Yale University researcher Daeyeol Lee, a pioneering force in neuroeconomics, is integrating methods from a variety of disciplines — including economics, neuroscience, psychological science, and artificial intelligence — to understand the brain’s ability to make decisions.
You started in economics for your bachelor’s degree, transitioned into biology for your master’s, and ended up in neuroscience for your doctorate. Can you tell us about that academic path?
As a child, I wanted to become a physicist, but gave up that dream before entering college, because I thought that you must be a genius to be a physicist. During my freshman year, I realized that this is not the case. At the same time, I also learned that studying the human brain is the best way to understand human nature, so I chose to study neuroscience.
Your research often takes a micro-level focus, looking at the activity of individual neurons. What can we learn from these single-neuron recordings?
Understanding the brain requires investigations at multiple levels, ranging from studies on the molecular mechanisms of synaptic transmissions to the functions of large brain structures, such as the cerebral cortex. We focus on the spiking activity of individual neurons because deciphering this neural code is the key to understanding the brain at all levels.
How have the transitions between different universities shaped your work?
Moving the lab across different universities is challenging, but it is extremely rewarding because you get the opportunity to get acquainted with and learn from new colleagues. In addition, my appointments at Wake Forest University and Yale University were in the medical school, which provided more time for research, whereas positions in schools of arts and sciences (e.g., University of Rochester) have given me opportunities to teach undergraduate students. I enjoy both environments.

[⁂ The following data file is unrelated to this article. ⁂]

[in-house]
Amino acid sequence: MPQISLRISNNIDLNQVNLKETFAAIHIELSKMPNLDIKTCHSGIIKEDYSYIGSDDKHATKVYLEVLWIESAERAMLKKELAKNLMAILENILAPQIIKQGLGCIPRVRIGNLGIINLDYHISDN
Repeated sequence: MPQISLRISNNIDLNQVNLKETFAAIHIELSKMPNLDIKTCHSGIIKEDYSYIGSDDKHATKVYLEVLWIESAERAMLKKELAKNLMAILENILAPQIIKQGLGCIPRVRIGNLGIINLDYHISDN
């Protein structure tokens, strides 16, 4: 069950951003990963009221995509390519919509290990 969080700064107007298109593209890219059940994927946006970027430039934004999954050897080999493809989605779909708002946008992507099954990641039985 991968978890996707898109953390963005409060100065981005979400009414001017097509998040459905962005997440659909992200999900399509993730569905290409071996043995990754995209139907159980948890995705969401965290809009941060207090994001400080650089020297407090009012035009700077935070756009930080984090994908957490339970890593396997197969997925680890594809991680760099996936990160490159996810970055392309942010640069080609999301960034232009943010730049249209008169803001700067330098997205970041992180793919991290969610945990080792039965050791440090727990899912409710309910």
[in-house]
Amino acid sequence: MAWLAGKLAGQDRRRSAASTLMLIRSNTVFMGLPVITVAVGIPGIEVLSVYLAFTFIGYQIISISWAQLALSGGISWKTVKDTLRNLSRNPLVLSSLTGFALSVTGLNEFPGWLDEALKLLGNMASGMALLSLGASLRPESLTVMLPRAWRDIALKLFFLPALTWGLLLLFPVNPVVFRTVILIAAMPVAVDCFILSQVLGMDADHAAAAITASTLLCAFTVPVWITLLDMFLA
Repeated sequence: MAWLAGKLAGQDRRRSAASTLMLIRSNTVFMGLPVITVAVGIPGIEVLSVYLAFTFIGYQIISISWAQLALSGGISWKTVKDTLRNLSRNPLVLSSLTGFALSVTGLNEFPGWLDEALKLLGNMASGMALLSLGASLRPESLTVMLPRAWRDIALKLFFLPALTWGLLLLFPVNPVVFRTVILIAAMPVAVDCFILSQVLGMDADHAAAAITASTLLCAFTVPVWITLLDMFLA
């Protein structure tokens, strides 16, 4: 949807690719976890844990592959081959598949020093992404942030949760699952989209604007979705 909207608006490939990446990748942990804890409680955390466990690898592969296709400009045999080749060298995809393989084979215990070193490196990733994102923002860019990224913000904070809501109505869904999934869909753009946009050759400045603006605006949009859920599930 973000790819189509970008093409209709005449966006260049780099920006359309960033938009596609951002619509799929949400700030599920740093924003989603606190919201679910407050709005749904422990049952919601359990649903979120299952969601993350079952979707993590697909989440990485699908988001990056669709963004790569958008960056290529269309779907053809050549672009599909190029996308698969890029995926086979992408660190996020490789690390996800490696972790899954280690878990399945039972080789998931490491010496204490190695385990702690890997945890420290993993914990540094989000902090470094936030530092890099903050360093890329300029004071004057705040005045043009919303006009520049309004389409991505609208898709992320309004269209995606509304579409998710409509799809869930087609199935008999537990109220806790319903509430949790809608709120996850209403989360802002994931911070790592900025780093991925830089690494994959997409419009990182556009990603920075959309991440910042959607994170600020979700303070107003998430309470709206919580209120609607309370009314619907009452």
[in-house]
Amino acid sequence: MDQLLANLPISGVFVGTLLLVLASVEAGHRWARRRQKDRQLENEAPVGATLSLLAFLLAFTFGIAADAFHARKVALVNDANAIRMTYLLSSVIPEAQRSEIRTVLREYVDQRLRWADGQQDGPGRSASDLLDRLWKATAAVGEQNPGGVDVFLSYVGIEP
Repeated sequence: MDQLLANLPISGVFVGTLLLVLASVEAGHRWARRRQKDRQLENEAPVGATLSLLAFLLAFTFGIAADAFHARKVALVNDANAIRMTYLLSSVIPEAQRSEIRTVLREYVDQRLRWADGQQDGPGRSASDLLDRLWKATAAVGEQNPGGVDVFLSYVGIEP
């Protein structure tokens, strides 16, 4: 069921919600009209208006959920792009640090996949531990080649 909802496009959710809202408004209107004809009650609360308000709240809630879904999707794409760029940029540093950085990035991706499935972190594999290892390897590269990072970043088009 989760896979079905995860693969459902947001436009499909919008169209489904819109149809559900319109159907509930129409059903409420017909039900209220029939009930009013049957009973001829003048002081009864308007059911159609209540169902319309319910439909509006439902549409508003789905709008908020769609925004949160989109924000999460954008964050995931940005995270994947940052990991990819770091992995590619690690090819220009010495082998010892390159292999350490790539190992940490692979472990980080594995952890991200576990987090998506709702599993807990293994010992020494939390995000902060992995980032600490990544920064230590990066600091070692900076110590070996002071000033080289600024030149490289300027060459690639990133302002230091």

You’ve expressed excitement about opportunities afforded by machine learning and artificial intelligence (AI) — how will these complement your work?
I am curious to find out how much flexibility and autonomy AI will acquire in the next several decades, and how an effort to develop such AI will benefit from new findings from neuroscience. In addition, I would like to learn as much as possible about new AI techniques that can help us analyze the increasingly huge amount of data we are getting from our laboratories.
Can you give us a sneak peek of your upcoming book, The Birth of Intelligence?
We talk so much about artificial intelligence, but seldom about what intelligence really is. In my book, which will be published in the fall of 2019, I argue that intelligence is a function of life that supports solving complex problems in a variety of uncertain environments. To support this argument, I draw examples from intelligent behaviors in a variety of lifeforms, including plants and bacteria, and compare them with seemingly intelligent behaviors of human-made machines. I look forward to counterarguments.
On July 1, 2019, Lee will join Johns Hopkins University as a Bloomberg Distinguished Professor working primarily within the Krieger Mind/Brain Institute.